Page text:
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Monday, February 9, 2009

Justice Comes Too Late

Long time defense attorney David Smith shared this piece off AOL last nite, which should be required reading for any prospective juror on a criminal prosecution.

Calling it "the saddest case" he'd ever seen, a judge exonerated late inmate Timothy Cole, pictured here to the right, who was convicted of rape in 1985. DNA evidence helped clear Cole -- and pointed to Jerry Wayne Johnson instead. This was the first case in Texas history where DNA cleared someone who had died in prison, said the Innocence Project, handling the matter.

But why the man died in prison opens up a whole new story. He refused to ever admit to the crime or take a plea. He stood his ground and maintained his innocence.

Cole was convicted of raping a Texas Tech University student in Lubbock in 1985 and was sentenced to 25 years in prison. He died in 1999 at age 39 from asthma complications.
DNA tests in 2008 cleared him posthumously. Johnson testified in court Friday that he was the rapist in Cole's case and asked the victim and Cole's family to forgive him.

"I'm responsible for all this. I'm truly sorry for my pathetic behavior and selfishness. I hope and pray you will forgive me," Johnson said.

Cole had refused to plead guilty before trial in exchange for probation, and while in prison, he refused to admit to the crime when it could have earned him release on parole.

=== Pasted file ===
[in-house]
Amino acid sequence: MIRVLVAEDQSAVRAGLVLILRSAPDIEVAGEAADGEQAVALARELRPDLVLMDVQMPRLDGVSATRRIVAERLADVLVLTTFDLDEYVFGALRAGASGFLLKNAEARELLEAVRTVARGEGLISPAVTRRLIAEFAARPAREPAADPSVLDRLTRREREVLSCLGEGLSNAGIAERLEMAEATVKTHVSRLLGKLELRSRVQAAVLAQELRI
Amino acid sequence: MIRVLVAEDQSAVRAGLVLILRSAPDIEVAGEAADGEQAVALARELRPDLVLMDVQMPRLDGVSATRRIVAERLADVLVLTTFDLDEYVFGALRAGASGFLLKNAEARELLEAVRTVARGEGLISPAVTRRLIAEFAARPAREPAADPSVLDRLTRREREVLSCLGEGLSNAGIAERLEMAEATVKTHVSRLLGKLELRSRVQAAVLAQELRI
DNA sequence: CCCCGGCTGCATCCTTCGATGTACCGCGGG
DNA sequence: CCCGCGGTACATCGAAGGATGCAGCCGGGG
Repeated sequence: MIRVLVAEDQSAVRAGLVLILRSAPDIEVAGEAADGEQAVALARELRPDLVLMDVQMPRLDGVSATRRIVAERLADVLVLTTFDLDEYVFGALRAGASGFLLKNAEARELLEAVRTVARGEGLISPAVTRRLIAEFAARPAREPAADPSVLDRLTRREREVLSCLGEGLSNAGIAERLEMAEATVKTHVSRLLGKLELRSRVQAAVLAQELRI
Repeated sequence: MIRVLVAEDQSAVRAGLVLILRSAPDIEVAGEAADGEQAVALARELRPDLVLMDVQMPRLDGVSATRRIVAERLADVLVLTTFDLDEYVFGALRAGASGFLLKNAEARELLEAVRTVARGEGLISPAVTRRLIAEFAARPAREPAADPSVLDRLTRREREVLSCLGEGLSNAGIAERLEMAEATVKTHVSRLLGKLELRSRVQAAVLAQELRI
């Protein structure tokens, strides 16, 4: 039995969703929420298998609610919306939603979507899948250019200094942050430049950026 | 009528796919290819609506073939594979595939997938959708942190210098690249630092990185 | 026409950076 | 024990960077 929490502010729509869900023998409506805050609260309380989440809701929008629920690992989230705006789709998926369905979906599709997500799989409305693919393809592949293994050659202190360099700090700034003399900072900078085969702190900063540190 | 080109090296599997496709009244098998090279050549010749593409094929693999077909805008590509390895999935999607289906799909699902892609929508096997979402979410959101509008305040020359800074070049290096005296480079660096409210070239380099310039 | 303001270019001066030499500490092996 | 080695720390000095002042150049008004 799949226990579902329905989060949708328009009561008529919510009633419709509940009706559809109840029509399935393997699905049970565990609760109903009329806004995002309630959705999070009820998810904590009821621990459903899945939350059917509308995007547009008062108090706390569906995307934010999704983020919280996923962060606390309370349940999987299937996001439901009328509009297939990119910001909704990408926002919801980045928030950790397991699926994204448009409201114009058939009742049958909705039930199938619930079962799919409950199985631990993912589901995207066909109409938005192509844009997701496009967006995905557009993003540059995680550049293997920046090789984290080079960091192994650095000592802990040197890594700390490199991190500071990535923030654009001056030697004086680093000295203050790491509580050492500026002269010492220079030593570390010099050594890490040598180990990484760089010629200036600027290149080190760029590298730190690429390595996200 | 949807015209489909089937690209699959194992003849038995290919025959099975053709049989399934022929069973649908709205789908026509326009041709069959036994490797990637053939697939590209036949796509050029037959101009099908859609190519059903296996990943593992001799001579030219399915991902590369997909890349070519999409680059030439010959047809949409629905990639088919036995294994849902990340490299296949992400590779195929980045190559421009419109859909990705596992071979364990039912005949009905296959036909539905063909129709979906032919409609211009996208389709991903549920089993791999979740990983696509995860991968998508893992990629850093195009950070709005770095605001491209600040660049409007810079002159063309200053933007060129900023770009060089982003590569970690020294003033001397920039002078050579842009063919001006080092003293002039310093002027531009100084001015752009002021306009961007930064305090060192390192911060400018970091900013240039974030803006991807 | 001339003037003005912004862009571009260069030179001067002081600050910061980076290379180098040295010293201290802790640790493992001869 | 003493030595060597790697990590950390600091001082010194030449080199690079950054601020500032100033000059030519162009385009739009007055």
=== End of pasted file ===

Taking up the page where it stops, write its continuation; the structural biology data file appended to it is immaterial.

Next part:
Cole's family now wants Gov. Rick Perry to issue a formal pardon.

As David Smith noted, "No we do not want guilty persons going free. Nor do we want innocent people being found guilty." Jurors should be reminded that mistakes are made, mistakes are indeed made. Ask the Cole family. Read the compelling three part story from Lubbock online below.

see also this story from the NPR

1 comment:

  1. This case illustrates how our criminal justice system punishes the innocent more harshly than the guilty. This phenomenon occurs because of several rules and practices:

    1. The federal sentencing guidelines and sentencing guidelines in many states provide for reductions in sentences for "acceptance of responsibility." The innocent defendant, who refuses to admit to the crime, will not receive this benefit.

    2. An innocent defendant might often refuse to accept a guilty plea deal. When the innocent defendant defends his or her innocence at trial and gets wrongly convicted, that defendant will invariably receive a much higher punishment than that proposed in the plea deal.

    3. An innocent defendant, by not admitting to the crime, might hurt his or her chance for an early release from prison.

    These factors lead to the rather perverse outcome that defendants who are innocent are punished more harshly than the guilty. The innocent defendant faces a terrible choice -- either falsely admit guilt, in exchange for a lighter punishment, or defend his or her innocence but pay dearly if he or she loses. Innocent defendants are probably much more likely to choose the latter strategy. Timothy Cole turned down a plea deal for probation because he didn't want to confess to a crime he didn't commit. That's a decision made on principle, one that an innocent person might very well make but rather unusual for a guilty person to make.
    - Daniel Solove in Concurring Opinions